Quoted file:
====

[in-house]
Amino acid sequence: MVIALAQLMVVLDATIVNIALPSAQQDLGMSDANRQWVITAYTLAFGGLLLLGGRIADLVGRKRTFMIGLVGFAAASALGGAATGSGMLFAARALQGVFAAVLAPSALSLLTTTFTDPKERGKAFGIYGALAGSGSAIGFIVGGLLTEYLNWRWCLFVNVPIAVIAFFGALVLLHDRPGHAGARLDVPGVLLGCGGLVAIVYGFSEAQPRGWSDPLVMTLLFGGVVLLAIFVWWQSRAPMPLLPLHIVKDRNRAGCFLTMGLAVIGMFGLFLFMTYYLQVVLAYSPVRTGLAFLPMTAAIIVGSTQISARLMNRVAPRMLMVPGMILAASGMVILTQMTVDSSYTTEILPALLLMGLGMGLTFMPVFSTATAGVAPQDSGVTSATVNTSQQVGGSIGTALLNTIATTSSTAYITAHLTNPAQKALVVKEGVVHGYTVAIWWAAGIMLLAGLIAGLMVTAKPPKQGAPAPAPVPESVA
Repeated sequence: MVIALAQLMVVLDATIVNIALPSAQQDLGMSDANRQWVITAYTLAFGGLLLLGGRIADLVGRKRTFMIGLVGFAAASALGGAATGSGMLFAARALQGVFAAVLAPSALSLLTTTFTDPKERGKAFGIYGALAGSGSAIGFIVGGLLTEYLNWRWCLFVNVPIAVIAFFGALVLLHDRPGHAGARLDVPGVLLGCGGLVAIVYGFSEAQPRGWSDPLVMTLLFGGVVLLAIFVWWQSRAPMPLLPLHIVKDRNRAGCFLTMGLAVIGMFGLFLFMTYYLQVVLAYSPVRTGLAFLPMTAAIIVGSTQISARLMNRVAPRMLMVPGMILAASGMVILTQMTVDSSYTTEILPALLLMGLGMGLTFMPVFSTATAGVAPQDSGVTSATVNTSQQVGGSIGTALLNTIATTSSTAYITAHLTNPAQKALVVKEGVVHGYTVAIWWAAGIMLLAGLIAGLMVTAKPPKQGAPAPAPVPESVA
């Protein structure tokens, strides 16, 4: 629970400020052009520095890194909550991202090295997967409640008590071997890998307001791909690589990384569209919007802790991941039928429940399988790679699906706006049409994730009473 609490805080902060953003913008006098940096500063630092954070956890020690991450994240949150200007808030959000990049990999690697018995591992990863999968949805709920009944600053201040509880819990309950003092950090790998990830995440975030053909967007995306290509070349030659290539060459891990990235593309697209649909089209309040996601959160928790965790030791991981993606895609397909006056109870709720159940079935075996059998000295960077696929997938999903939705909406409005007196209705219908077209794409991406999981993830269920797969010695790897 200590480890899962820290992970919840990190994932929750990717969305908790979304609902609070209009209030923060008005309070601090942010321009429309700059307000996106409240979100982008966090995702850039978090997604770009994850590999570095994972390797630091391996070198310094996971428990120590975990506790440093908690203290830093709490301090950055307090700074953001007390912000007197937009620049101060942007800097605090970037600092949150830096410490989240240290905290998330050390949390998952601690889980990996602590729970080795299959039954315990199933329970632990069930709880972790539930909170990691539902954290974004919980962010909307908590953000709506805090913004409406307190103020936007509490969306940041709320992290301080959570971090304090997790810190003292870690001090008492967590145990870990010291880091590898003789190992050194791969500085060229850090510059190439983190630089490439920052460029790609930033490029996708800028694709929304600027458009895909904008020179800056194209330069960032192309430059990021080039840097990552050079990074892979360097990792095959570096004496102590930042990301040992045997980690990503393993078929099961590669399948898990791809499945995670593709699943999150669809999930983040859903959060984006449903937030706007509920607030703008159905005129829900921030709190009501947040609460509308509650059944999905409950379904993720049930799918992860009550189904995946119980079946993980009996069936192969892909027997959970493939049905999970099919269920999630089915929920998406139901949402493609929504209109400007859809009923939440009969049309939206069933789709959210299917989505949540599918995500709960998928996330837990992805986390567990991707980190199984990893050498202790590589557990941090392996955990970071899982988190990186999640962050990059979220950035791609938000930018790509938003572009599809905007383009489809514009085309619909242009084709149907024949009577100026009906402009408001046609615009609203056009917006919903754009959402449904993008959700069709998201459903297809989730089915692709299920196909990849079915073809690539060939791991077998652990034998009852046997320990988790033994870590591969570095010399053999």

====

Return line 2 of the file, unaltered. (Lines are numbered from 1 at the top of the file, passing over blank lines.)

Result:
Amino acid sequence: MVIALAQLMVVLDATIVNIALPSAQQDLGMSDANRQWVITAYTLAFGGLLLLGGRIADLVGRKRTFMIGLVGFAAASALGGAATGSGMLFAARALQGVFAAVLAPSALSLLTTTFTDPKERGKAFGIYGALAGSGSAIGFIVGGLLTEYLNWRWCLFVNVPIAVIAFFGALVLLHDRPGHAGARLDVPGVLLGCGGLVAIVYGFSEAQPRGWSDPLVMTLLFGGVVLLAIFVWWQSRAPMPLLPLHIVKDRNRAGCFLTMGLAVIGMFGLFLFMTYYLQVVLAYSPVRTGLAFLPMTAAIIVGSTQISARLMNRVAPRMLMVPGMILAASGMVILTQMTVDSSYTTEILPALLLMGLGMGLTFMPVFSTATAGVAPQDSGVTSATVNTSQQVGGSIGTALLNTIATTSSTAYITAHLTNPAQKALVVKEGVVHGYTVAIWWAAGIMLLAGLIAGLMVTAKPPKQGAPAPAPVPESVA